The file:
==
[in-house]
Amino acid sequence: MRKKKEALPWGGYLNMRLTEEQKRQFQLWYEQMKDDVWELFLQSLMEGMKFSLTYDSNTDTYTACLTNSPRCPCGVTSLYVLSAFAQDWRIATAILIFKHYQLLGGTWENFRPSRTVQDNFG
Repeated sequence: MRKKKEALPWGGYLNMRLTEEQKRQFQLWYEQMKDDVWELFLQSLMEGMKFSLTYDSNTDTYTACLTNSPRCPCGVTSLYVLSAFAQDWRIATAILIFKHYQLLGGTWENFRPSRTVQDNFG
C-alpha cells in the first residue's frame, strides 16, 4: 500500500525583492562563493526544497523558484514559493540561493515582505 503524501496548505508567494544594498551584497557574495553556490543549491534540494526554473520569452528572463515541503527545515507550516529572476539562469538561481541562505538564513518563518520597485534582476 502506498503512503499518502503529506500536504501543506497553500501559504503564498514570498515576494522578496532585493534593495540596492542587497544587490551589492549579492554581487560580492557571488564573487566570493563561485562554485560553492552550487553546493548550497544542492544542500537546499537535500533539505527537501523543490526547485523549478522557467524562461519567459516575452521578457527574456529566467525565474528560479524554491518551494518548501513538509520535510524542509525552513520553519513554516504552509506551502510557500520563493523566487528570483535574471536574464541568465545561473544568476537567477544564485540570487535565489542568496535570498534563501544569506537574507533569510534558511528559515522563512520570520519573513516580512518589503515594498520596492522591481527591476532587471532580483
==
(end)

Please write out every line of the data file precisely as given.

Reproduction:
[in-house]
Amino acid sequence: MRKKKEALPWGGYLNMRLTEEQKRQFQLWYEQMKDDVWELFLQSLMEGMKFSLTYDSNTDTYTACLTNSPRCPCGVTSLYVLSAFAQDWRIATAILIFKHYQLLGGTWENFRPSRTVQDNFG
Repeated sequence: MRKKKEALPWGGYLNMRLTEEQKRQFQLWYEQMKDDVWELFLQSLMEGMKFSLTYDSNTDTYTACLTNSPRCPCGVTSLYVLSAFAQDWRIATAILIFKHYQLLGGTWENFRPSRTVQDNFG
C-alpha cells in the first residue's frame, strides 16, 4: 500500500525583492562563493526544497523558484514559493540561493515582505 503524501496548505508567494544594498551584497557574495553556490543549491534540494526554473520569452528572463515541503527545515507550516529572476539562469538561481541562505538564513518563518520597485534582476 502506498503512503499518502503529506500536504501543506497553500501559504503564498514570498515576494522578496532585493534593495540596492542587497544587490551589492549579492554581487560580492557571488564573487566570493563561485562554485560553492552550487553546493548550497544542492544542500537546499537535500533539505527537501523543490526547485523549478522557467524562461519567459516575452521578457527574456529566467525565474528560479524554491518551494518548501513538509520535510524542509525552513520553519513554516504552509506551502510557500520563493523566487528570483535574471536574464541568465545561473544568476537567477544564485540570487535565489542568496535570498534563501544569506537574507533569510534558511528559515522563512520570520519573513516580512518589503515594498520596492522591481527591476532587471532580483